Life In The Buffalo Snowbelt
– Can You Tie My Skates?
We had many fun times such as ice skating at the Village Park pond which had a rather rustic cabin and large open fireplace with a warm fire that was kept blazing. Even today when I smell and open fire it reminds me of that place and those wonderful times with friends.
– We Simply Went Out And Had Fun Together!
This is a classic example of what we did in the Winter. The Village Park on the west side of town had a pond that froze and gave us a great place to get together. Many in this photo were from the North Federal Street ‘gang’ with others joining us from various neighborhoods and outside of the Village. Many of us walked there and home… no cell phones or texting to interrupt our fun! Communication occurred via speech – mostly face to face…. imagine that! Life was much simpler in those days.
We all skated until we were tired or cold or both! Our dogs would follow us from home and faithfully stay until it was time to go home.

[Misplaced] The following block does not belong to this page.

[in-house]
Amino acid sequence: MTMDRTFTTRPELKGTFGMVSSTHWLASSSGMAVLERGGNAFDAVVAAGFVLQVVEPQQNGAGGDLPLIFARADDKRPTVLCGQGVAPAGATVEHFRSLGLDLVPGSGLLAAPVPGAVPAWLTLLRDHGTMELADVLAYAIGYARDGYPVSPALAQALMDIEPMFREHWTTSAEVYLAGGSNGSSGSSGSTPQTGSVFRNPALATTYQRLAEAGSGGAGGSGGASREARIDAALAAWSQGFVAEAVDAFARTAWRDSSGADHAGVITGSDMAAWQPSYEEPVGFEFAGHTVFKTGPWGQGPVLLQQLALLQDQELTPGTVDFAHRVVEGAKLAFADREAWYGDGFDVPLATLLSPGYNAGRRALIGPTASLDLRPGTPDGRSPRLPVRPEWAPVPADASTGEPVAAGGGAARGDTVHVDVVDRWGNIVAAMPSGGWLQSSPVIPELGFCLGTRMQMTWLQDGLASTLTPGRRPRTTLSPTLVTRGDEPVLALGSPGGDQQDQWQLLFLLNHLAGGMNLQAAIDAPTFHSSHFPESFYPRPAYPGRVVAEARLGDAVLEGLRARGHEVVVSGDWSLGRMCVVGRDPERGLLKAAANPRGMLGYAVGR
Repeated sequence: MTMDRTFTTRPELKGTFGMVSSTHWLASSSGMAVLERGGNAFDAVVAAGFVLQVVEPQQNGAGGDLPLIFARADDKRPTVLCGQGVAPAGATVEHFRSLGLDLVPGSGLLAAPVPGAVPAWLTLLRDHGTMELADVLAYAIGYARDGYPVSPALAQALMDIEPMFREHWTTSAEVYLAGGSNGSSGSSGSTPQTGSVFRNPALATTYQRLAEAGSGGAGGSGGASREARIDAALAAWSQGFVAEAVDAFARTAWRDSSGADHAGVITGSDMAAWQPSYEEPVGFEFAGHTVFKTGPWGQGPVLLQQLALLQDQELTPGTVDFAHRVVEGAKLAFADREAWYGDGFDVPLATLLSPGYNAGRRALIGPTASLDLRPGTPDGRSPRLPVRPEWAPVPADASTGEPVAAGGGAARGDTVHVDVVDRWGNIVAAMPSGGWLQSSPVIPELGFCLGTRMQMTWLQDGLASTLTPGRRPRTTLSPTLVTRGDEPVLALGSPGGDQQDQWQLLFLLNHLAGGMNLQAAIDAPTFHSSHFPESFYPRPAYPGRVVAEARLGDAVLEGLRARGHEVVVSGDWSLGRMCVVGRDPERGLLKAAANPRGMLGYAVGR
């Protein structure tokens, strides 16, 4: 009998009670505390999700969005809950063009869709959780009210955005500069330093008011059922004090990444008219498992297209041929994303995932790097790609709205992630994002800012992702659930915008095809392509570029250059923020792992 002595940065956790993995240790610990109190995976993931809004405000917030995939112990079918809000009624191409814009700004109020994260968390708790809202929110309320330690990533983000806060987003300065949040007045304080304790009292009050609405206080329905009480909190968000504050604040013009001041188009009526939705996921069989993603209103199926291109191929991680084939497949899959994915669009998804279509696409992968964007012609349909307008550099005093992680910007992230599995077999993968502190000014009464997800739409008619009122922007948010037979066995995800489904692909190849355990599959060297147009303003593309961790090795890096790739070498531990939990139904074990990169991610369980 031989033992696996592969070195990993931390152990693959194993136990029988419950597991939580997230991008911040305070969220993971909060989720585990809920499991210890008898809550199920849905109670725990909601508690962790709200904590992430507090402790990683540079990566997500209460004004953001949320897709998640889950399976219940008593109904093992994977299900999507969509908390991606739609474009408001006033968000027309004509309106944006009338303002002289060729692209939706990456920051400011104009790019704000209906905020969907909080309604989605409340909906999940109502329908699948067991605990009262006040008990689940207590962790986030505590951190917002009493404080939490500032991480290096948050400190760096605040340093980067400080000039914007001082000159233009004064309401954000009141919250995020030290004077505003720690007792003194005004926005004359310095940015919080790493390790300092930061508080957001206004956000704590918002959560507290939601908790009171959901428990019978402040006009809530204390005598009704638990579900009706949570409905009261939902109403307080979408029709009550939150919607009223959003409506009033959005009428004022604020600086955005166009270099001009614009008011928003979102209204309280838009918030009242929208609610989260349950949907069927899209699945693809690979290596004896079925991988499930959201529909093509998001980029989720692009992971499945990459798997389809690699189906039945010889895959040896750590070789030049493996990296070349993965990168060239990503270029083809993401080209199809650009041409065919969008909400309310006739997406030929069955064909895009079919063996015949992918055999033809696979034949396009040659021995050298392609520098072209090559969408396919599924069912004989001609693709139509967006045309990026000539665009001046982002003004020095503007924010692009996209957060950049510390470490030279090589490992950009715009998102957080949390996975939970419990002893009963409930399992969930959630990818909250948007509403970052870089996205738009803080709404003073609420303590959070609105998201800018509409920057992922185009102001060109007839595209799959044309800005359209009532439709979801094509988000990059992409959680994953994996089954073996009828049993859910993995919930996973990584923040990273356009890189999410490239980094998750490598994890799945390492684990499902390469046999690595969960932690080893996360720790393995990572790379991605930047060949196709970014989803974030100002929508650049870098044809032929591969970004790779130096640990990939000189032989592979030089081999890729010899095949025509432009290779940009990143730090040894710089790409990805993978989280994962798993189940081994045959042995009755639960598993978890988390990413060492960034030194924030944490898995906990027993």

We knew how to dress for the weather and didn’t wear helmets. We did not sign waivers. If someone fell and got hurt we would help each other out and no lawyers got involved. If someone was hurt too badly to walk home someone would run home to their parents or to the nearest house. I’m not sure whether there was even a phone in that little skating cabin.
Growing up in The Buffalo Snowbelt of Western New York State was an education in values which developed character. My mom taught us the “DRESS TO WALK” mentality in the wintertime. You never knew when you were going to be stranded as most of us were a time or two.
When those snow or ice storms hit we would instinctively check on each other – especially the elderly in our neighborhood. “You should stop to see Miss Roche, offer to shovel her sidewalk and find out if she needs bread or milk”. And we did. Miss Roche and her brother were elderly and in NO shape to do either. After shoveling them out I would walk to “Star Market” half a mile down the road to get what she needed and carry it back. She may have paid me 50 cents or a dollar (and I’m not talking about the Rappers) [and I may have kindly refused it!]. She would be grateful for any help at all. These are the values our parents taught us and that we taught the next generation. We all saw community come out in all of us when storms or disasters hit our little village.
Proximity to The Switch – two blocks to the Northwest.